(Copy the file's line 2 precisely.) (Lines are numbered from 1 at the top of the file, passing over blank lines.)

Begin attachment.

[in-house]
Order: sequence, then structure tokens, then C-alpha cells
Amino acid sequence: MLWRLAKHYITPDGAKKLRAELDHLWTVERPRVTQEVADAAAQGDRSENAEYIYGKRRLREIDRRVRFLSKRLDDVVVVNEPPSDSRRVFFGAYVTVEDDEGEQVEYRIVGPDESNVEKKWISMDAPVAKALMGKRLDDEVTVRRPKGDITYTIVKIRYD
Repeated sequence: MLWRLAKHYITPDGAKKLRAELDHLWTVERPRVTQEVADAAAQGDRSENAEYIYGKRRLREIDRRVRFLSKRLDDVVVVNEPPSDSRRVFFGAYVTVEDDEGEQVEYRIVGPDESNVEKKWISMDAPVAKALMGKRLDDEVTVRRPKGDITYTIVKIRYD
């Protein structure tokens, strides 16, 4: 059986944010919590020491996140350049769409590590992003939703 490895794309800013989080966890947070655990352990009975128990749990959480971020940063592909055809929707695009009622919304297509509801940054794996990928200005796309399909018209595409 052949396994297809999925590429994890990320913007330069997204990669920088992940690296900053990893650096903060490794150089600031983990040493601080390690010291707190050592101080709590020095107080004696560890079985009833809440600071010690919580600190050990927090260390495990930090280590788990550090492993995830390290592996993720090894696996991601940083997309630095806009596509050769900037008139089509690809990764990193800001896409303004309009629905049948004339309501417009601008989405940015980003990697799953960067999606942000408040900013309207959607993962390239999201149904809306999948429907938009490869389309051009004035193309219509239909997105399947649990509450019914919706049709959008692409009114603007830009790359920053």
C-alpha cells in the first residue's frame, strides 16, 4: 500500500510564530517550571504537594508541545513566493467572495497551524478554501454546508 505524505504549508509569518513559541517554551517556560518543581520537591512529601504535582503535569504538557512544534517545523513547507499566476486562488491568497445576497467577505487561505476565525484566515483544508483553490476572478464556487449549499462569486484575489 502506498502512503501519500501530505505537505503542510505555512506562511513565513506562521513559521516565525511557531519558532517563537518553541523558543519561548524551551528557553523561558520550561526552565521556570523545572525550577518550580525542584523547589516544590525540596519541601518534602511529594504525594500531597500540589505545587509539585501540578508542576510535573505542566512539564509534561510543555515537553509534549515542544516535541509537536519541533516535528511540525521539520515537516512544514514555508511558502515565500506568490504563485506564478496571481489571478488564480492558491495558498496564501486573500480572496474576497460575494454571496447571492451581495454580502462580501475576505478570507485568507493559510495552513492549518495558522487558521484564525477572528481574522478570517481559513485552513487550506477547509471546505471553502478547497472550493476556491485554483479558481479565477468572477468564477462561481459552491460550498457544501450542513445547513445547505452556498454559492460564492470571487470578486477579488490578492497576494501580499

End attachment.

Order: sequence, then structure tokens, then C-alpha cells